Is CRA making registered charity applications harder?

May 10, 2014 | By: .(JavaScript must be enabled to view this email address) Mark Blumberg
Topics: What's New from the Charities Directorate of CRA, Canadian Charity Law, Applying for Registered Charity Status

Anecdotally, it feels like the charity application process has become harder.  We have before published stats on the registrations of Canadian registered charities by the Determinations section of the Charity Directorate and so I thought I would crunch some numbers. I compared 2008 to 2012.  In 2008 59% of applicants were registered compared to only 46% in 2012.   That is quite a big difference. Is this good or bad?

Decision    Total         (2012-2013)
Registrations                       2,060
Denials                                 283
Incomplete Applications    1,636
Withdrawals                         271
Abandoned                          206
Total Applications           4,456

Decision    Total         (2008-2009)
Registrations                        2,724  
Denials                                  694
Incomplete Applications    914
Withdrawals                         252
Total Applications           4,584

There is no real answer to the question.  The increased scrutiny probably catches some bad charities and bad people but mostly just catches people who are well meaning but don't understand the nuances of the Income Tax Act and CRA requirements. Also CRA is reviewing both the objects and activities of charities.    Many charities, especially those who will deal with non-qualified donees, don't anticipate that CRA will require upfront (even before the entity is established) that you have draft agreements prepared to cover these relationships and detailed information on proposed projects.   You also need a certain degree of perseverance in applying for charity status.  As CRA is asking for more, the costs of obtaining charitable status are probably increasing if you use a professional advisor.   I can only imagine that CRA knows how expensive it is to get rid of bad charities so they are generally more careful to ensure that the applicant understand the obligations of a registered charity.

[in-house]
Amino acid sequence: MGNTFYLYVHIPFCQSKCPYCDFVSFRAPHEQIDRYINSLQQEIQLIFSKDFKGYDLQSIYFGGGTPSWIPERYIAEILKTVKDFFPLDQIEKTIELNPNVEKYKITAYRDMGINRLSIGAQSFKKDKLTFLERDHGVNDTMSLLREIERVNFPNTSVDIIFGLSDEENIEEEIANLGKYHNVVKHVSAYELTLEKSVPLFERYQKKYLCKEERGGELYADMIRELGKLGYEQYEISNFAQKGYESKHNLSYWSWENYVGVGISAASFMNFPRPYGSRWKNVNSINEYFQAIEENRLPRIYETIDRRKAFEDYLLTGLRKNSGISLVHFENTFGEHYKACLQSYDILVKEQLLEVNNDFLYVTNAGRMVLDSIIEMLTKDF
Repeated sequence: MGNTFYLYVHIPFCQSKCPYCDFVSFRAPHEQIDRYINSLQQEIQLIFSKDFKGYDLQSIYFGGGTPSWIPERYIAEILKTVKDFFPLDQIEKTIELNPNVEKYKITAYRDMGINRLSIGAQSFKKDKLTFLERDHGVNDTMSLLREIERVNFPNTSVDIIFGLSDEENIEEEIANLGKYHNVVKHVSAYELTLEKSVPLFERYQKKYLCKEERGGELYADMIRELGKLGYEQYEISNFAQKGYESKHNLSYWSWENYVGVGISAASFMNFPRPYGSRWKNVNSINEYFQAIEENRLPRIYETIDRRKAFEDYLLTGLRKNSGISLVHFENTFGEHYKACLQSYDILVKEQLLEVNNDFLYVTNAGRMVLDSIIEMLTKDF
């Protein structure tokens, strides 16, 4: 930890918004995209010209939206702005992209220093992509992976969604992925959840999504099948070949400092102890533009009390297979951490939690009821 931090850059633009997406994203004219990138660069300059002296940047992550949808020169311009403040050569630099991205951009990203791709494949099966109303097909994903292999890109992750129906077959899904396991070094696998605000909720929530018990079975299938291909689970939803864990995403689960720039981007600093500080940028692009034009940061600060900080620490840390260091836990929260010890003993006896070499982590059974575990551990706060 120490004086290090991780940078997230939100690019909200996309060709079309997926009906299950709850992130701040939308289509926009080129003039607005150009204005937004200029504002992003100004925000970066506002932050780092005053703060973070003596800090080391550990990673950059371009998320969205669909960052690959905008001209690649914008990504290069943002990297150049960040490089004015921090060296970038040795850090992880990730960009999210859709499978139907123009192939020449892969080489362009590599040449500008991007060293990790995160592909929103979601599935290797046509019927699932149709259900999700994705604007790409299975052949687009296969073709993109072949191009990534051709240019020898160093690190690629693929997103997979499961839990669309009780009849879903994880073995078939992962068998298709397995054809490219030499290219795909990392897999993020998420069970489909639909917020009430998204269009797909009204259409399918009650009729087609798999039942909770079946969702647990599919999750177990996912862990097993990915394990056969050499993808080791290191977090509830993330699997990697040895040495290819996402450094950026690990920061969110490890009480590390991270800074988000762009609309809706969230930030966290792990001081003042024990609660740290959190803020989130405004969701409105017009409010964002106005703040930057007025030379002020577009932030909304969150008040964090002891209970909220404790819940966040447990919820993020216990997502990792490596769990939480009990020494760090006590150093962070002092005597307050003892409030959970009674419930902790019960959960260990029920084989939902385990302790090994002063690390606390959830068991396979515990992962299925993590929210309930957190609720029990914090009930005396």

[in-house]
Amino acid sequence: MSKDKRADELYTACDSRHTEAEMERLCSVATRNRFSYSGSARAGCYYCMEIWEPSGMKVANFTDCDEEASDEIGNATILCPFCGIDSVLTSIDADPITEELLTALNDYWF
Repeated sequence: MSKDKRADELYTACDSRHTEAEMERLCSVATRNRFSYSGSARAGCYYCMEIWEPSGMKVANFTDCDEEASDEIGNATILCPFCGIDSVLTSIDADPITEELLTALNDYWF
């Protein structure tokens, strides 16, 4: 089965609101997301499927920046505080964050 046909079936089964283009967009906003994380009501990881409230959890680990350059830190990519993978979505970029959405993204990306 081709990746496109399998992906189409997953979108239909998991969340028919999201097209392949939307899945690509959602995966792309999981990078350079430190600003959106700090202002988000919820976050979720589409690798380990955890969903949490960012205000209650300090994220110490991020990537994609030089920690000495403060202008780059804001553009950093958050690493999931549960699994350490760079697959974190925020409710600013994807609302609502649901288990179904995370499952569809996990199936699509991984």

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Mark Blumberg is a partner at the law firm of Blumberg Segal LLP in Toronto and works almost exclusively in the areas of non-profit and charity law.

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